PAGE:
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Law Enforcement Health Benefits | Mason srl

April 4, 2022 – On September 14, 2021, Law Enforcement Health Benefits (“LEHB”) detected that a ransomware infection began encrypting files stored on its network. The incident compromised the personal information of 85,282 of its members. LEHB’s investigation of the security breach revealed that the affected files contained individual names, birth dates, social security numbers, driver’s license numbers, financial account numbers, health insurance and medical information (medical record number, patient account number and diagnosis/treatment information). On February 25, 2022, LEHB sent a letter to everyone whose data was compromised by the breach.

What does LEHB do in response to the breach?

LEHB has made no changes to its network or security. They set up a dedicated call center and offer free credit monitoring services to people whose social security numbers were in the deleted files.

Should you be worried?

If you have received a data breach notification letter from Law Enforcement Health Benefits, your personal data may have been seen by unauthorized cybercriminals. Worse still, cybercriminals may have deleted your data from the corporate network so they can sell it on the Dark Web, leaving you vulnerable to credit card fraud, identity theft, and various scams.

Cybercriminals can combine the data with other available information to commit a wide range of frauds on behalf of a group member, such as: obtaining employment; get a loan; apply for credit cards or spend money; filing false tax returns; stealing Social Security and other government benefits; and request a driver’s license, birth certificate or other public document.

Armed with personal information, cybercriminals can easily obtain fraudulent tax returns or open credit card accounts. Social Security numbers can be used to create a false identity for someone who commits a crime, compromising the victim’s ability to find a job or obtain a loan. It goes without saying that cyber crimes can have a significant negative financial impact on its victims, as well as cause severe emotional distress.

Victims of the breach can take various steps to protect themselves, as outlined below.

what you should do

If you have received a data breach notification letter from LEHB, you should take certain steps to protect your identity. We recommend the following:

  • Sign up for the free credit monitoring service provided by LEHB.
  • Get your free credit report at annualcreditreport.com and check for any accounts or charges you don’t recognize.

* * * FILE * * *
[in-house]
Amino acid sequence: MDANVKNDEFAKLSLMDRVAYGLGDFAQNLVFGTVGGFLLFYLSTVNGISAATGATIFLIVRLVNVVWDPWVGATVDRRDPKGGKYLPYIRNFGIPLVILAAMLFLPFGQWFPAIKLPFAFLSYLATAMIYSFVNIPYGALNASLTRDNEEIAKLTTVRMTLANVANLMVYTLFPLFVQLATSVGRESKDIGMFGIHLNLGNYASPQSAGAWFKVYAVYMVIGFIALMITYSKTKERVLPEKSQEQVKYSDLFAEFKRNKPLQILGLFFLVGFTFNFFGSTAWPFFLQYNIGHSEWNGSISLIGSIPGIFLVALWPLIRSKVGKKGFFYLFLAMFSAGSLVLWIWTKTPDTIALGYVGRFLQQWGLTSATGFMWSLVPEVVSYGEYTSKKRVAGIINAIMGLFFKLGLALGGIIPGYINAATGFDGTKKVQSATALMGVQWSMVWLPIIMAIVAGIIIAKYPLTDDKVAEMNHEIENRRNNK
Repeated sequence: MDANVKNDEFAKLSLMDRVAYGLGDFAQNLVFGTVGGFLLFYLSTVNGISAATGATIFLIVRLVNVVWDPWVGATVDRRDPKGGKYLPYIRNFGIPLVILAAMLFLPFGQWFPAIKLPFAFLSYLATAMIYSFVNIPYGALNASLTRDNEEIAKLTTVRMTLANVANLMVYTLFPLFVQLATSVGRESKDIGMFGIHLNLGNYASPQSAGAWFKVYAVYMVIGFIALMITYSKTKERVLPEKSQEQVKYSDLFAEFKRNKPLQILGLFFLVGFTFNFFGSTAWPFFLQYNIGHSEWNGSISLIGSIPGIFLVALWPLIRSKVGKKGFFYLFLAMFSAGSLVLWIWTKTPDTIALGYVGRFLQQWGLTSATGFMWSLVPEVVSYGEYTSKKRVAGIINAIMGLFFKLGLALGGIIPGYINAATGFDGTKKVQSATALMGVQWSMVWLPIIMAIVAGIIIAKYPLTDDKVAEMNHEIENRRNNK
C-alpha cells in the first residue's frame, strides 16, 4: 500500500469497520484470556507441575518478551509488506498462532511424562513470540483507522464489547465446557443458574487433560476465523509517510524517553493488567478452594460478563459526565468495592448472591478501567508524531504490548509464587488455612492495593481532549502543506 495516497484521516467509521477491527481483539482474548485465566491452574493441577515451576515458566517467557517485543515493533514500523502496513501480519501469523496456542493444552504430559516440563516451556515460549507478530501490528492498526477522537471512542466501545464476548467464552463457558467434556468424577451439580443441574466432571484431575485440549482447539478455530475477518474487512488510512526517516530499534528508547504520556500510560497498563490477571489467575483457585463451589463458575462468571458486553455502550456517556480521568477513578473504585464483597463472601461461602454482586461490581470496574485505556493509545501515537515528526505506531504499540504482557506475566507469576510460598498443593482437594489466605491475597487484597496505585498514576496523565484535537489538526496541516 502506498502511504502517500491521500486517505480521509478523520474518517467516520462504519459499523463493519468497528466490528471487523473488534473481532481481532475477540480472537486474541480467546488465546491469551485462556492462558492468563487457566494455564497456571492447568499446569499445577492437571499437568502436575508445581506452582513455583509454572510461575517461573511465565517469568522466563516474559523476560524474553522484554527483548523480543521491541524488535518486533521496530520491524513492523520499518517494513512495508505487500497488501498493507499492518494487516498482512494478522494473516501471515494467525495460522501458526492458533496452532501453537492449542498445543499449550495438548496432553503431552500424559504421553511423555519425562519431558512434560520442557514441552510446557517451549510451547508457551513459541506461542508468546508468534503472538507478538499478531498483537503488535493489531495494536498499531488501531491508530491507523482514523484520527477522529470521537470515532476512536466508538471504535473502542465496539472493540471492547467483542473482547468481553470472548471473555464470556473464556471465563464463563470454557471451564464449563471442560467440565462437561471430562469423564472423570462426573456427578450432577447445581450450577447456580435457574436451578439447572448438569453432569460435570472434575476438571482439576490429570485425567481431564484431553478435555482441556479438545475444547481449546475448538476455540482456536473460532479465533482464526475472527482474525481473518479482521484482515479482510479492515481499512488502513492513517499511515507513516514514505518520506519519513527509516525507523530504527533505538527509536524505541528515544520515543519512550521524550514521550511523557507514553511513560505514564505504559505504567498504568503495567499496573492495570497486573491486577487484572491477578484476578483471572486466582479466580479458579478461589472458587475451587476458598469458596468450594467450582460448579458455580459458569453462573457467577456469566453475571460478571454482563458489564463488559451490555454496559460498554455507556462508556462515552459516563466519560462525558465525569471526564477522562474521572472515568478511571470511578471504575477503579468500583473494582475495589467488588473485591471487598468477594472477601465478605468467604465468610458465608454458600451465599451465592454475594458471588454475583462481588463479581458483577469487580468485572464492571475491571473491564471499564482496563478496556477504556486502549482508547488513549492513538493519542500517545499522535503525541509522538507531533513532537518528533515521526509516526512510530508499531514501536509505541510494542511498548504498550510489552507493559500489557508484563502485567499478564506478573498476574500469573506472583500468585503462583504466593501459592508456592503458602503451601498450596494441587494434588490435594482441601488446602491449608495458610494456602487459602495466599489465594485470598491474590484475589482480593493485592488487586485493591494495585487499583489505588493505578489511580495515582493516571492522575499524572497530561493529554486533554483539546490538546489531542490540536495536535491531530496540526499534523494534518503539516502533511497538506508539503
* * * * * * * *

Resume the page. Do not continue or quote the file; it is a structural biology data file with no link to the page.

• Regularly check the monitoring application to see if your data has been compromised or if your data is being used for fraudulent purposes;
  • Consider placing a free credit freeze. A credit freeze makes it harder for someone to open an account in your name.
  • Try to file your taxes early, before a scammer can. Tax ID theft happens when someone uses your social security number to get a tax refund or a job. Respond immediately to letters from the IRS.
  • Don’t believe anyone who calls and says you’ll be arrested unless you pay taxes or a debt – even if they have part or all of your social security number, or say they’re from the IRS.
  • Change your online passwords and security questions;
  • Regularly review your credit card and bank account statements for any signs of suspicious activity;
  • Monitor your credit report for any unexpected changes that could be a sign of identity theft;
  • Contact one of the major credit bureaus to ask them to add a fraud alert to your profile; and
  • Notify your banks and credit card companies immediately if you identify suspicious activity

What else should you do?

Data breach victims may be able to seek compensation through a class action. Class action lawsuits are frequently filed against companies that are violated. While these cases sometimes go to trial, most data breach class action lawsuits settle and provide a variety of benefits to class members. These benefits may include additional years of credit and identity monitoring, compensation for time spent responding to the breach, reimbursement for any loss due to fraud related to the breach, or nominal damages. If you want to learn more about data breach class action lawsuits and how you can get involved in an action against law enforcement health benefits, you should contact a data breach lawyer right away. as possible.